A federal judge announced a settlement Thursday between the NFL and 4,500+ retired players bringing suit for the NFL's cover-up of crucial data on the health risks of football, forcing the league to pay out approximately $765,000,000. The $765 million figure is to be distributed over a 20-year span. While the settlement seems like it could be characterized as a step in the right direction, both the amount of the compensation and the lack of an admission of guilt on the league's part make for a very weak settlement and undermine any significant attempt at addressing an increasingly important problem.
Here's what the settlement really means. As Bill Barnwell of Grantland notes, the league has decided to set aside a meager $10 million for both education and research. About a year ago, the league announced that it had pledged $30 million to the National Institutes of Health for medical research on head injuries related to football, an amount three times greater than the settlement award. The league also apportioned $75 million for baseline testing (assessing the validity of the neurological issues laid claim by the former players), and the remaining $675 million is to go to the players and families involved in the suit. These baseline tests will go a long way in determining the amount of money awarded to players affected by various neurological issues.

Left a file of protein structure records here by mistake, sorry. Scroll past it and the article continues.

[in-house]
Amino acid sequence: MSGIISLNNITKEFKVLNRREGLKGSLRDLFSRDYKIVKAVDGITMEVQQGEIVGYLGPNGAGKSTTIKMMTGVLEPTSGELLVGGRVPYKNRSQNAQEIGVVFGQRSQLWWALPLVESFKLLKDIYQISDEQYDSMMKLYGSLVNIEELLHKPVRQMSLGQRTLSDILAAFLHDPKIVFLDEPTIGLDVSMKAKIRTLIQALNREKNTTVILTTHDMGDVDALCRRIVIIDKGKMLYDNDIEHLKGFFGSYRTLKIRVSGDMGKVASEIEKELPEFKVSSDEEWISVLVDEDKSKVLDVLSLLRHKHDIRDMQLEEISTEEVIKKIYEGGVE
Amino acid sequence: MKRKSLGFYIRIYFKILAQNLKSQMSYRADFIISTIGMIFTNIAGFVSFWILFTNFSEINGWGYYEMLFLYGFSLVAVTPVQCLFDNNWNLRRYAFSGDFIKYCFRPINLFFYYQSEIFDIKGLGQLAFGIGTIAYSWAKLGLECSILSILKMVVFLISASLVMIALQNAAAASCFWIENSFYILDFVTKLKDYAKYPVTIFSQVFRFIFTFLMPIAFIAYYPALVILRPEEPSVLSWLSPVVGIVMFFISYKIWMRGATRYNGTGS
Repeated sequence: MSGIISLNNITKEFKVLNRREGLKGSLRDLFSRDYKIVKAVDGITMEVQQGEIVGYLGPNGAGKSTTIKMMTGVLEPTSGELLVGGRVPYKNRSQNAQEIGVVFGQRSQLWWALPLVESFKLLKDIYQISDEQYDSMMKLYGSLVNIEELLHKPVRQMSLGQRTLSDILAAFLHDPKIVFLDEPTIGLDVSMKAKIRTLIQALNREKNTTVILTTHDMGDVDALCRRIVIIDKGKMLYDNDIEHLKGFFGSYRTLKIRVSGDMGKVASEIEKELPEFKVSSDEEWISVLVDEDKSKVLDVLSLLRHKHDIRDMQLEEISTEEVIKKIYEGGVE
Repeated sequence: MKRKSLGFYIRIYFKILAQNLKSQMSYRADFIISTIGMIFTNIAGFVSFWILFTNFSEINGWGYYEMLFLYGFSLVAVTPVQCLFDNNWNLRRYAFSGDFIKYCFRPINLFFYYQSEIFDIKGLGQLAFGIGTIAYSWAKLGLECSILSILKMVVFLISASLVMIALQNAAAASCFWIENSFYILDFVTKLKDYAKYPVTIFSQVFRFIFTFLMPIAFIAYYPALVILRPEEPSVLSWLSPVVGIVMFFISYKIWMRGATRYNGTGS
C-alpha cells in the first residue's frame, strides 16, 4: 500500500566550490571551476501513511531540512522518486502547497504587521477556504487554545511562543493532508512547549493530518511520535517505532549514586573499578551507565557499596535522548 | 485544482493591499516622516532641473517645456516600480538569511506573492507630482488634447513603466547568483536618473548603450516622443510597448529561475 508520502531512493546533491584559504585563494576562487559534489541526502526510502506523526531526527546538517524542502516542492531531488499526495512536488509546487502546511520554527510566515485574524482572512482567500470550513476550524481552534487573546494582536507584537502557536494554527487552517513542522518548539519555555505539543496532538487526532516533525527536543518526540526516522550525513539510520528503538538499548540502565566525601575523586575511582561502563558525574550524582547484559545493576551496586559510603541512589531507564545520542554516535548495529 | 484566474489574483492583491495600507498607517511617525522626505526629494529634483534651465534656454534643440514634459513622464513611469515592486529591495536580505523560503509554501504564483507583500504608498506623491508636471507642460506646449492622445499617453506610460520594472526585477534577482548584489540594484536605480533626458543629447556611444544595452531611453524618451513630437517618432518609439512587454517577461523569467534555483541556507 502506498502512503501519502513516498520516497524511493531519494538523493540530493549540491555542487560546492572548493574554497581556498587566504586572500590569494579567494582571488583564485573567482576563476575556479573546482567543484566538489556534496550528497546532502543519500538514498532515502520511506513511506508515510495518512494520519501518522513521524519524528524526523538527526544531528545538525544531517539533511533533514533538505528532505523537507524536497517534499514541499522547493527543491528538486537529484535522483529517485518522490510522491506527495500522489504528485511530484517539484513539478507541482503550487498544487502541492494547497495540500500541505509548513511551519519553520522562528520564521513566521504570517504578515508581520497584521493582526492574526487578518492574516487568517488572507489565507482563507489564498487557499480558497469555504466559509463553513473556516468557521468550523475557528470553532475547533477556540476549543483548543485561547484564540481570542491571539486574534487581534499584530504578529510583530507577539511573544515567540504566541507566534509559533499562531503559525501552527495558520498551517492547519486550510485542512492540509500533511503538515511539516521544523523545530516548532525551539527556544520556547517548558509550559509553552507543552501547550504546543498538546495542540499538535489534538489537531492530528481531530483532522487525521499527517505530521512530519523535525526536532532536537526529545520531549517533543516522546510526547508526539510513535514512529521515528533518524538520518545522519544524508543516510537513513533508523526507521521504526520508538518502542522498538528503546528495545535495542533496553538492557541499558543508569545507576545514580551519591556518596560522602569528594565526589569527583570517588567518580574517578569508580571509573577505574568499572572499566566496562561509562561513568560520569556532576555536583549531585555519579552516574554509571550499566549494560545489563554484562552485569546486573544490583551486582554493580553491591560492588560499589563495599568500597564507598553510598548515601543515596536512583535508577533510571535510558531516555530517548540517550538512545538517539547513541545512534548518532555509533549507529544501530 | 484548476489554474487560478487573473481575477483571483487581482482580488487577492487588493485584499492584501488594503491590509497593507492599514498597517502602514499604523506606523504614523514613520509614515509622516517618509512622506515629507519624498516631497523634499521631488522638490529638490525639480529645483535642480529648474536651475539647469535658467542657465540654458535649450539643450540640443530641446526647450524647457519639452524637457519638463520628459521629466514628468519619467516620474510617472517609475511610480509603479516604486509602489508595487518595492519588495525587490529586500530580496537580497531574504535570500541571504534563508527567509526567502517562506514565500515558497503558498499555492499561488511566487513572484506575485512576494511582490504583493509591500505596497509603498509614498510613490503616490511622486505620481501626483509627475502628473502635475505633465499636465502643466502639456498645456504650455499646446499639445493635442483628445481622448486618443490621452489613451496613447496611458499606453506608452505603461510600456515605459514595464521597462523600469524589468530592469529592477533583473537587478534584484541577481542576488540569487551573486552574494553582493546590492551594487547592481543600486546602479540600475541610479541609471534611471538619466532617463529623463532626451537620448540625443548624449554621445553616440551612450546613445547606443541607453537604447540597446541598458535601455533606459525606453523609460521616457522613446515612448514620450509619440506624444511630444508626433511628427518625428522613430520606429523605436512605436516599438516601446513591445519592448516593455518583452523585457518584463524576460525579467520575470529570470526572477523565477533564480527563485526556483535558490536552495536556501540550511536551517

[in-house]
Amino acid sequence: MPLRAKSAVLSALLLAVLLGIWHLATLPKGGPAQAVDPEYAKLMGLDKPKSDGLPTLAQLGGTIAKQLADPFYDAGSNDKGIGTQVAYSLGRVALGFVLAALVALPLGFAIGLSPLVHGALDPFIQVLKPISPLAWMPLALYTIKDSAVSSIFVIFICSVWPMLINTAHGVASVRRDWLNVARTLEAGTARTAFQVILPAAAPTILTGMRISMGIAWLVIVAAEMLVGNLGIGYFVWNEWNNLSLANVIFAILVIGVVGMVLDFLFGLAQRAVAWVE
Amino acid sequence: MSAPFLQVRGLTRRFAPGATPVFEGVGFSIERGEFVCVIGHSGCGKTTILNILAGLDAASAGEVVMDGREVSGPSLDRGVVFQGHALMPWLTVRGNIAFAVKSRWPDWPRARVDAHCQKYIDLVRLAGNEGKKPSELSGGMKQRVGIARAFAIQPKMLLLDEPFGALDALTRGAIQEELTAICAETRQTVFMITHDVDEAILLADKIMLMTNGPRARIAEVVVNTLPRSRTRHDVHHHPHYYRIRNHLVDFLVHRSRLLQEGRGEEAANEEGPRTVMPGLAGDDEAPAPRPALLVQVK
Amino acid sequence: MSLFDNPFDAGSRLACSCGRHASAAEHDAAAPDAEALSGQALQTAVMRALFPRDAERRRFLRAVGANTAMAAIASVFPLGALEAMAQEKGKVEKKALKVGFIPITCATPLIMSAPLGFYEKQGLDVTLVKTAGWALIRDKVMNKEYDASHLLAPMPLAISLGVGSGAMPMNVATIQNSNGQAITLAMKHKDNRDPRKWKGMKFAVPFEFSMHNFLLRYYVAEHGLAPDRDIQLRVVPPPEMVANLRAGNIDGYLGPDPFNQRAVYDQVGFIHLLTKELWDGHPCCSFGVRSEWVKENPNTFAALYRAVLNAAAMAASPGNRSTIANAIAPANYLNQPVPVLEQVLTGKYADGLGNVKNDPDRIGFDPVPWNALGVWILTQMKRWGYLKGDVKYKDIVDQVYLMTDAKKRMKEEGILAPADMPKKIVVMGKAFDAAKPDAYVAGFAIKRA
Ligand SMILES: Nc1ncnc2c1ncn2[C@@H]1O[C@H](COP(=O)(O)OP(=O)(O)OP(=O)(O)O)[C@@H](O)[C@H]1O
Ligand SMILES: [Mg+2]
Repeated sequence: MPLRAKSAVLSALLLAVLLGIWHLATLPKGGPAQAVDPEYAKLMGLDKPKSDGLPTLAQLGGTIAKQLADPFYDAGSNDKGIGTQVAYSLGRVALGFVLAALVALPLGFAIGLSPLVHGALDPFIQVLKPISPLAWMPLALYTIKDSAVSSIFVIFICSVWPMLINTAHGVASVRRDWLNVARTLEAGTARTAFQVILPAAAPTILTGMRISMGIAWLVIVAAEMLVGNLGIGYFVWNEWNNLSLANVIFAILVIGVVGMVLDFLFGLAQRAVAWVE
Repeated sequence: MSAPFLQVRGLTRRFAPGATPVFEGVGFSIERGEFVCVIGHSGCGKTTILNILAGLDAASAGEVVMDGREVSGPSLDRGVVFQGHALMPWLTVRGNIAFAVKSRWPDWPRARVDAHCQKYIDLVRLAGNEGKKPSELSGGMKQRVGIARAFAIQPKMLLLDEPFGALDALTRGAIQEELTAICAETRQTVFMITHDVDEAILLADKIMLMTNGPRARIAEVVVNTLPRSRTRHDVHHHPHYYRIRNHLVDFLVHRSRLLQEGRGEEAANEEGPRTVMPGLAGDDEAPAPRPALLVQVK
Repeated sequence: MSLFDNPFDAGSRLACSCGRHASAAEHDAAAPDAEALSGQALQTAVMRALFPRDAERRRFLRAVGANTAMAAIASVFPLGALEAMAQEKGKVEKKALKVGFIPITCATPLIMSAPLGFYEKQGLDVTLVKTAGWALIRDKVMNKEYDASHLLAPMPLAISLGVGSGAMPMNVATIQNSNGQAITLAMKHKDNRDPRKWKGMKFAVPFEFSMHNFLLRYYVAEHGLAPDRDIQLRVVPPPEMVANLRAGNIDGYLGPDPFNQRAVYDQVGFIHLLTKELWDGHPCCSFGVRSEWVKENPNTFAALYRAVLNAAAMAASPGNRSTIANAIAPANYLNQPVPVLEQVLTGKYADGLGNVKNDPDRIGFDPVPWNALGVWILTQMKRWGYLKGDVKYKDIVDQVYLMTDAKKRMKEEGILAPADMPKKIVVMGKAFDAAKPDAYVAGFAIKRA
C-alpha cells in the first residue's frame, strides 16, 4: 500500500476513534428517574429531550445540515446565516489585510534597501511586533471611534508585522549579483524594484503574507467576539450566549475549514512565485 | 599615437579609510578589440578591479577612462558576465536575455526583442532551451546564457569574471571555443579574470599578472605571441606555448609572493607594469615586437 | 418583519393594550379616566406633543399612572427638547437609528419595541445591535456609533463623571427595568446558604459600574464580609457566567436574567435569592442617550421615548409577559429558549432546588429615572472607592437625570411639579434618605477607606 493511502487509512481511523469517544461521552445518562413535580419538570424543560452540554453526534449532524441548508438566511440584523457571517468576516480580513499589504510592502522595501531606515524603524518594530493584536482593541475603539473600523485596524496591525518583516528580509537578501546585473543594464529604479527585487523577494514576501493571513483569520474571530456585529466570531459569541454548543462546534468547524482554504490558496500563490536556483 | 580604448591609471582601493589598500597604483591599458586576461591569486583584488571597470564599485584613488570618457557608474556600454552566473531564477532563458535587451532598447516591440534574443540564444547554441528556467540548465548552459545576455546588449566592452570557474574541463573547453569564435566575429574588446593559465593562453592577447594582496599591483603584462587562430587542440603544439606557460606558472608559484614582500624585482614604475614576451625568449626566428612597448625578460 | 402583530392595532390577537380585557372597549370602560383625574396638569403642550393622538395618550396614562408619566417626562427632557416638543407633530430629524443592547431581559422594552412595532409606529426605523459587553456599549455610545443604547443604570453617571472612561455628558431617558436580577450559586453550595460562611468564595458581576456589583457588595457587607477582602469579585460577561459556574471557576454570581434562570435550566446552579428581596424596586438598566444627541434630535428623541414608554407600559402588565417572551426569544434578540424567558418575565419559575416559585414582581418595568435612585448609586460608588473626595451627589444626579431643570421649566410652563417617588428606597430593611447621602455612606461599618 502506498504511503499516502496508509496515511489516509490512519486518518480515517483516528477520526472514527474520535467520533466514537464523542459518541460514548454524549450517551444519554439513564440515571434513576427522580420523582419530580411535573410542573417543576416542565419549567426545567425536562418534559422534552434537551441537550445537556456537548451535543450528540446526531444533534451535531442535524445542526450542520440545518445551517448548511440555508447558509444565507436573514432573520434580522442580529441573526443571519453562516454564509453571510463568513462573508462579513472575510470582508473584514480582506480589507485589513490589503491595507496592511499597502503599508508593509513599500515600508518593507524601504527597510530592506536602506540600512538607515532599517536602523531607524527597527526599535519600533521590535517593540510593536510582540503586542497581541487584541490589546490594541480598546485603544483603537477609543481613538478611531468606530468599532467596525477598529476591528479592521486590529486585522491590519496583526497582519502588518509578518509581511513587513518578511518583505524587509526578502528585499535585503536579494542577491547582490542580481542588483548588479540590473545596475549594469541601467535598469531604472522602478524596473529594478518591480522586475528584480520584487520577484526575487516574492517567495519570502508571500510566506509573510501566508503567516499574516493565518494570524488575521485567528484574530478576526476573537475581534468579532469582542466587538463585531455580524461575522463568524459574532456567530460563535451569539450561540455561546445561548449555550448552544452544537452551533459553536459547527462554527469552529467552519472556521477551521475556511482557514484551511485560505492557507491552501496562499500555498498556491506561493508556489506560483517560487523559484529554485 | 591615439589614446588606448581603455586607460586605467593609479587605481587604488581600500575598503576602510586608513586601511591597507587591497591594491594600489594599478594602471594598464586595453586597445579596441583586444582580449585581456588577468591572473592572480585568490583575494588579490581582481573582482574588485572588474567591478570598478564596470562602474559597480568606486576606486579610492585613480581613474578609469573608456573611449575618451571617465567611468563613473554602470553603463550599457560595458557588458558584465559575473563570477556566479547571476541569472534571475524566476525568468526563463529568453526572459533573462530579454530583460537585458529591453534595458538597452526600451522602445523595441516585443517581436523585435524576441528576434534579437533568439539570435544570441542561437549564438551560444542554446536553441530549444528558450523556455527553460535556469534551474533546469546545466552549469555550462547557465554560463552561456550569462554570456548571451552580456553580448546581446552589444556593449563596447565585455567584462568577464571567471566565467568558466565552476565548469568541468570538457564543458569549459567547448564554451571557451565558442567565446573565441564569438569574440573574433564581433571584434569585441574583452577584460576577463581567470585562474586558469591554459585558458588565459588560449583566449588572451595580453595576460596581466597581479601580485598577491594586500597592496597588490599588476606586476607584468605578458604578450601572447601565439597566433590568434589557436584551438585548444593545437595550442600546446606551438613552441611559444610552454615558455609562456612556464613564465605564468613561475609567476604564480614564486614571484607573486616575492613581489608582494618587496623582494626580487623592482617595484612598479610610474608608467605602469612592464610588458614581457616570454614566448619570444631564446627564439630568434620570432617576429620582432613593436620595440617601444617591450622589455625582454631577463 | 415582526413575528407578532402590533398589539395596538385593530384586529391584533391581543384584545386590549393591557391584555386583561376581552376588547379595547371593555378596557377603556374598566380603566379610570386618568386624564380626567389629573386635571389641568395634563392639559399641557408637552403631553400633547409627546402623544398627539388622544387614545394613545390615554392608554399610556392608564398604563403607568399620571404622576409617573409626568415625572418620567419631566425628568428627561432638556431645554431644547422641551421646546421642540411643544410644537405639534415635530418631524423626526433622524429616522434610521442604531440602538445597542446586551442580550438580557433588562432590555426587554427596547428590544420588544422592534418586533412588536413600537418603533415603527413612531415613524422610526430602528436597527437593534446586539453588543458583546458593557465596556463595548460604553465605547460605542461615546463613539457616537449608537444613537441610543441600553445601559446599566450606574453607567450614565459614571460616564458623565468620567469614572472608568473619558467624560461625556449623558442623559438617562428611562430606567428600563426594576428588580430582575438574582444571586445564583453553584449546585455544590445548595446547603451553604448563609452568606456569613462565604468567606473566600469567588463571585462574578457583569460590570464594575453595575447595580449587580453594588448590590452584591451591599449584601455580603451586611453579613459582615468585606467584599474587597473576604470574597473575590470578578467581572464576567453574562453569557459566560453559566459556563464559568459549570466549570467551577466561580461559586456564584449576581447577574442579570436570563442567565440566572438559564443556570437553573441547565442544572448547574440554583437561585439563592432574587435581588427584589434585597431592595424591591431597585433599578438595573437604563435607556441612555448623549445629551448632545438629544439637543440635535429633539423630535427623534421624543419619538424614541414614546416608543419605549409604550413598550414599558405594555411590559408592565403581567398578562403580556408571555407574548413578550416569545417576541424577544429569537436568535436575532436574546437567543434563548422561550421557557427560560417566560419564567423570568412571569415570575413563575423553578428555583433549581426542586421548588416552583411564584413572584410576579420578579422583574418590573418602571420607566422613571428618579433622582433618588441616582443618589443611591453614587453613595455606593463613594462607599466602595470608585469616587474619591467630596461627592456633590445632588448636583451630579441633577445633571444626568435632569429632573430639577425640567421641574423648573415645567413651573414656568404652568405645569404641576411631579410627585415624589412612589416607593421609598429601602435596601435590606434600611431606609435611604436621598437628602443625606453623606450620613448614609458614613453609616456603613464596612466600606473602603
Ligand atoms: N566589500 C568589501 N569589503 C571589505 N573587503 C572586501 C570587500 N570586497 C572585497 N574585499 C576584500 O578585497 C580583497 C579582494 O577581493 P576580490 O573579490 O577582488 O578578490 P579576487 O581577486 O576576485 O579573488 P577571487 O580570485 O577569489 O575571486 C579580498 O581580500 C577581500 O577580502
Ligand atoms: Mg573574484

What's also important about this settlement is that the players and their families are not receiving this money up front. The $675 million is to be distributed to players over a 20-year span. To put this in context, the NFL brought in around $10 billion in revenue last year. If we assume that this revenue total remains consistent over the next 20 years (a very conservative assumption at best), the $675 million figure being distributed to the players through this settlement amounts to .34% of the NFL's total projected revenue over this period. This settlement sum will no doubt set a framework for future suits brought forward by former players. Also, when you take into consideration major reporting outlets like Businessweek recently predicting a multi-billion dollar settlement, it's hard not to think that the league made out like bandits.
Perhaps the best news for the NFL is the mere fact that they do not have to admit they did anything wrong. This is a trend that has manifested itself through powerful sectors of industry such as banking. From an organizational standpoint, this is great news for the NFL. Because an admission of guilt would mean open floodgates and a torrent of lawsuits brought forth by various actors, it was really important for the NFL that this provision be included in the deal. By avoiding such an admission, the NFL can better circumvent major issues its former employees attempt to bring to the table.
The deal as a whole can be characterized as a major win for the league. It gets its all-important no liability clause, and looks to absolve itself of any kind of financial volatility into the future.